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Nourishing the Microbiota to Promote Mucosal Immunity

Cell Host Microbe

2020 Meghan Koch; Meera Shenoy

Childhood undernutrition is associated with dysbiosis and dampened vaccine responses. Understanding how nutrients influence the microbiota and immunity is critical for vaccine efficacy. In this issue of Cell Host & Microbe, Di Luccia et al. and Huus et al. reveal that nutrition affects IgA responses to the microbiota and oral vaccines.

Different genetic barriers for resistance to HA stem antibodies in influenza H3 and H1 viruses

Science

2020 Juhye Lee; Jesse Bloom

The discovery and characterization of broadly neutralizing human antibodies (bnAbs) to the highly conserved stem region of influenza hemagglutinin (HA) have contributed to considerations of a universal influenza vaccine. However, the potential for resistance to stem bnAbs also needs to be more thoroughly evaluated. Using deep mutational scanning, with a focus on epitope residues, we found that the genetic barrier to resistance to stem bnAbs is low for the H3 subtype but substantially higher for the H1 subtype owing to structural differences in the HA stem. Several strong resistance mutations in H3 can be observed in naturally circulating strains and do not reduce in vitro viral fitness and in vivo pathogenicity. This study highlights a potential challenge for development of a truly universal influenza vaccine.

High-throughput, microscope-based sorting to dissect cellular heterogeneity

Mol Syst Biol

2020 Raymond Monnat; Douglas Fowler; Emily Hatch; Cole Trapnell

Microscopy is a powerful tool for characterizing complex cellular phenotypes, but linking these phenotypes to genotype or RNA expression at scale remains challenging. Here, we present Visual Cell Sorting, a method that physically separates hundreds of thousands of live cells based on their visual phenotype. Automated imaging and phenotypic analysis directs selective illumination of Dendra2, a photoconvertible fluorescent protein expressed in live cells; these photoactivated cells are then isolated using fluorescence-activated cell sorting. First, we use Visual Cell Sorting to assess hundreds of nuclear localization sequence variants in a pooled format, identifying variants that improve nuclear localization and enabling annotation of nuclear localization sequences in thousands of human proteins. Second, we recover cells that retain normal nuclear morphologies after paclitaxel treatment, and then derive their single-cell transcriptomes to identify pathways associated with paclitaxel resistance in cancers. Unlike alternative methods, Visual Cell Sorting depends on inexpensive reagents and commercially available hardware. As such, it can be readily deployed to uncover the relationships between visual cellular phenotypes and internal states, including genotypes and gene expression programs.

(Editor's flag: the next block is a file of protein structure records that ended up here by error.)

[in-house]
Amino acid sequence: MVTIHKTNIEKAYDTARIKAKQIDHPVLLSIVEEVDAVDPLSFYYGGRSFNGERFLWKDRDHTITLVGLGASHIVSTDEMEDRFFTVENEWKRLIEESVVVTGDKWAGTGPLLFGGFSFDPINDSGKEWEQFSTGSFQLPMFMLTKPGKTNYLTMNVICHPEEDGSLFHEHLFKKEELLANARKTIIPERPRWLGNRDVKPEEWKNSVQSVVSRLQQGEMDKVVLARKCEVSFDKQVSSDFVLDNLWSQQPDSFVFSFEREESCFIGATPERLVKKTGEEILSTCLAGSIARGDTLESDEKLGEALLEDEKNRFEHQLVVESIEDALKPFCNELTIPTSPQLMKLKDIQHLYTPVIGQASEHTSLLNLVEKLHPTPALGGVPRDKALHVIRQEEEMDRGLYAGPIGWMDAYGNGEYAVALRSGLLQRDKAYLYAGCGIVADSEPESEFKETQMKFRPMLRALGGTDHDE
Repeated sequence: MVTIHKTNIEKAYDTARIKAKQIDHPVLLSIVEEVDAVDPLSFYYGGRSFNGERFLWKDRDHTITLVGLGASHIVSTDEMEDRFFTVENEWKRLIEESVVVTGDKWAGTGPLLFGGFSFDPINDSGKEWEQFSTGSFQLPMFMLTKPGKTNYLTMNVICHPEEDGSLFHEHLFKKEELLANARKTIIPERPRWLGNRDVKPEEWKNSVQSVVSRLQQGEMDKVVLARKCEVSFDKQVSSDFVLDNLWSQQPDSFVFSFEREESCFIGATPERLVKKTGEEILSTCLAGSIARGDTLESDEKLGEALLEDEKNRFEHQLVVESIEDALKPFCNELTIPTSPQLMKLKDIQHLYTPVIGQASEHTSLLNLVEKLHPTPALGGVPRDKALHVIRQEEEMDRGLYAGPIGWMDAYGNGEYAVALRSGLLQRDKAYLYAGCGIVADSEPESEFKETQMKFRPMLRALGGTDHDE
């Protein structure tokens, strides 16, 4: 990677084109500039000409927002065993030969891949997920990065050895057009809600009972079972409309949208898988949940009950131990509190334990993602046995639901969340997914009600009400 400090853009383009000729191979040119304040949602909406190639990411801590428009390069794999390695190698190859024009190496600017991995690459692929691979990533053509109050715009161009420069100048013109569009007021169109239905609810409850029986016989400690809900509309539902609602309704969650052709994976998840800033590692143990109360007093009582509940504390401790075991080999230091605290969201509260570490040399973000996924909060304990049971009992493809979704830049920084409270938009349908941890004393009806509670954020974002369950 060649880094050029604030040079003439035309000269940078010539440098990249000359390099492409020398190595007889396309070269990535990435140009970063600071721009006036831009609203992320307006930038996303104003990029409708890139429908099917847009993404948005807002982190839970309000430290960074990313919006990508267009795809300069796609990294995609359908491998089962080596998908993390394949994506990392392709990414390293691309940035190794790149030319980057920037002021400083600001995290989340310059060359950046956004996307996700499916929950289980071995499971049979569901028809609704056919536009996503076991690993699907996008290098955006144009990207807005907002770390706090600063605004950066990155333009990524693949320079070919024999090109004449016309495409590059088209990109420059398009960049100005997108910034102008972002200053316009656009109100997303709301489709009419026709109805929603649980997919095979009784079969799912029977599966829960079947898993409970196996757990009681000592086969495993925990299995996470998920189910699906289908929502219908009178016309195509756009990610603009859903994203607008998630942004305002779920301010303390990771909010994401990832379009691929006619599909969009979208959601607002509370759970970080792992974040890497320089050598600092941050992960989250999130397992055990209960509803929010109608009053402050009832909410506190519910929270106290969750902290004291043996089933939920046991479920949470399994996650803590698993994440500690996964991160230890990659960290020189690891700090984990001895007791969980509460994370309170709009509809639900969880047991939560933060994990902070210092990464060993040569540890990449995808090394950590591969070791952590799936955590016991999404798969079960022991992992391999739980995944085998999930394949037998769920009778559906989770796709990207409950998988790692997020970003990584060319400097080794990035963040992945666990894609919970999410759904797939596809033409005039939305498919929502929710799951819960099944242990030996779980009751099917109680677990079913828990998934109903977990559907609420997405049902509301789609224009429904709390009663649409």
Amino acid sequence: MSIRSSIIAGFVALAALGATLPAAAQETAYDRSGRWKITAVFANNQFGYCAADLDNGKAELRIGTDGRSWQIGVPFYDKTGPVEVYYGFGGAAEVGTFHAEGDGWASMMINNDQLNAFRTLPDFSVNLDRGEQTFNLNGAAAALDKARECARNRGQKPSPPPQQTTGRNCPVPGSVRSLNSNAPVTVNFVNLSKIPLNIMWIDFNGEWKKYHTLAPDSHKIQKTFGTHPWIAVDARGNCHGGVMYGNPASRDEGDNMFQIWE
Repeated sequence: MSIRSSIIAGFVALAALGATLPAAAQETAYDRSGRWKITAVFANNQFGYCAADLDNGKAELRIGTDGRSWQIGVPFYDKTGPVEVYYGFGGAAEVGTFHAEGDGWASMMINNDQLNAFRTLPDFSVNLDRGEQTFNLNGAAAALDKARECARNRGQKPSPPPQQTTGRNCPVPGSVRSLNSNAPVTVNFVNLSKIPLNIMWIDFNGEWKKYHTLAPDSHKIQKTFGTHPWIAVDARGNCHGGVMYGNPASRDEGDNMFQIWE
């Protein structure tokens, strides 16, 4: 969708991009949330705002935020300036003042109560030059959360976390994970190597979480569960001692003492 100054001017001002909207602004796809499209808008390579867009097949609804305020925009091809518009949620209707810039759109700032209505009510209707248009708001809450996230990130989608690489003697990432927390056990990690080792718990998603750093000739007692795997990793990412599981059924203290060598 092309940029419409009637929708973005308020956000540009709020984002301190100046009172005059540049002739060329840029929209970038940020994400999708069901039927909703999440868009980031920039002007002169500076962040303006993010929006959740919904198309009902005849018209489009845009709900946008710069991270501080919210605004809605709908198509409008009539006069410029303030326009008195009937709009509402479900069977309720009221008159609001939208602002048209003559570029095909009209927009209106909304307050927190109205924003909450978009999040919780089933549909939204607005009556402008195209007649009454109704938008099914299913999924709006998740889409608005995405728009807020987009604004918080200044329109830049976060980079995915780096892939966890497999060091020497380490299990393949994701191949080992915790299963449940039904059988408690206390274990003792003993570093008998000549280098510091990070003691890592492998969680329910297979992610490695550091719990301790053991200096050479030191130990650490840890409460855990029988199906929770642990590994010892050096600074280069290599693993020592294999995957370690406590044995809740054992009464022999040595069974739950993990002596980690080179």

Retrocopying expands functional repertoire of APOBEC3 antiviral proteins in primates

Elife

2020 Michael Emerman; Harmit Malik; Richard McLaughlin

Host-virus arms races are inherently asymmetric; viruses evolve much more rapidly than host genomes. Thus, there is high interest in discovering mechanisms by which host genomes keep pace with rapidly evolving viruses. One family of restriction factors, the APOBEC3 (A3) cytidine deaminases, has undergone positive selection and expansion via segmental gene duplication and recombination. Here, we show that new copies of A3 genes have also been created in primates by reverse transcriptase-encoding elements like LINE-1 or endogenous retroviruses via a process termed retrocopying. First, we discovered that all simian primate genomes retain the remnants of an ancient A3 retrocopy: A3I. Furthermore, we found that some New World monkeys encode up to ten additional APOBEC3G (A3G) retrocopies. Some of these A3G retrocopies are transcribed in a variety of tissues and able to restrict retroviruses. Our findings suggest that host genomes co-opt retroelement activity in the germline to create new host restriction factors as another means to keep pace with the rapid evolution of viruses. (163).